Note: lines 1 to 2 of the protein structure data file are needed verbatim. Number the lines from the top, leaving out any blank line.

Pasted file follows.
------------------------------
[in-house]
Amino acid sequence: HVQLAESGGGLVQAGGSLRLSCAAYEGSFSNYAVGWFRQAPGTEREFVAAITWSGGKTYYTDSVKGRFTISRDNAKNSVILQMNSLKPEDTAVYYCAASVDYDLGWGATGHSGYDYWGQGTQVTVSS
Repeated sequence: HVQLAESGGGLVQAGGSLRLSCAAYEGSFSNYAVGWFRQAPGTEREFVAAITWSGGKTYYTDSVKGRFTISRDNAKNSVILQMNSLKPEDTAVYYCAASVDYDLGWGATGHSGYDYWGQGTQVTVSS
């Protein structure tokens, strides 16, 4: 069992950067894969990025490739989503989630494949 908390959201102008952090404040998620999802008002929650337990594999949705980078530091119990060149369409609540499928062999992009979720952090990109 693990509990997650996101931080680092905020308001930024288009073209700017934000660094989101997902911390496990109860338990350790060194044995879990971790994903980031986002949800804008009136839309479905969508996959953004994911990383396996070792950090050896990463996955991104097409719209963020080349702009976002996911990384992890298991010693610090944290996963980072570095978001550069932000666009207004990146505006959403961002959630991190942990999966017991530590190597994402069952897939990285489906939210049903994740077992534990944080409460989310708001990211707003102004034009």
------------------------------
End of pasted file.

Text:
[in-house]
Amino acid sequence: HVQLAESGGGLVQAGGSLRLSCAAYEGSFSNYAVGWFRQAPGTEREFVAAITWSGGKTYYTDSVKGRFTISRDNAKNSVILQMNSLKPEDTAVYYCAASVDYDLGWGATGHSGYDYWGQGTQVTVSS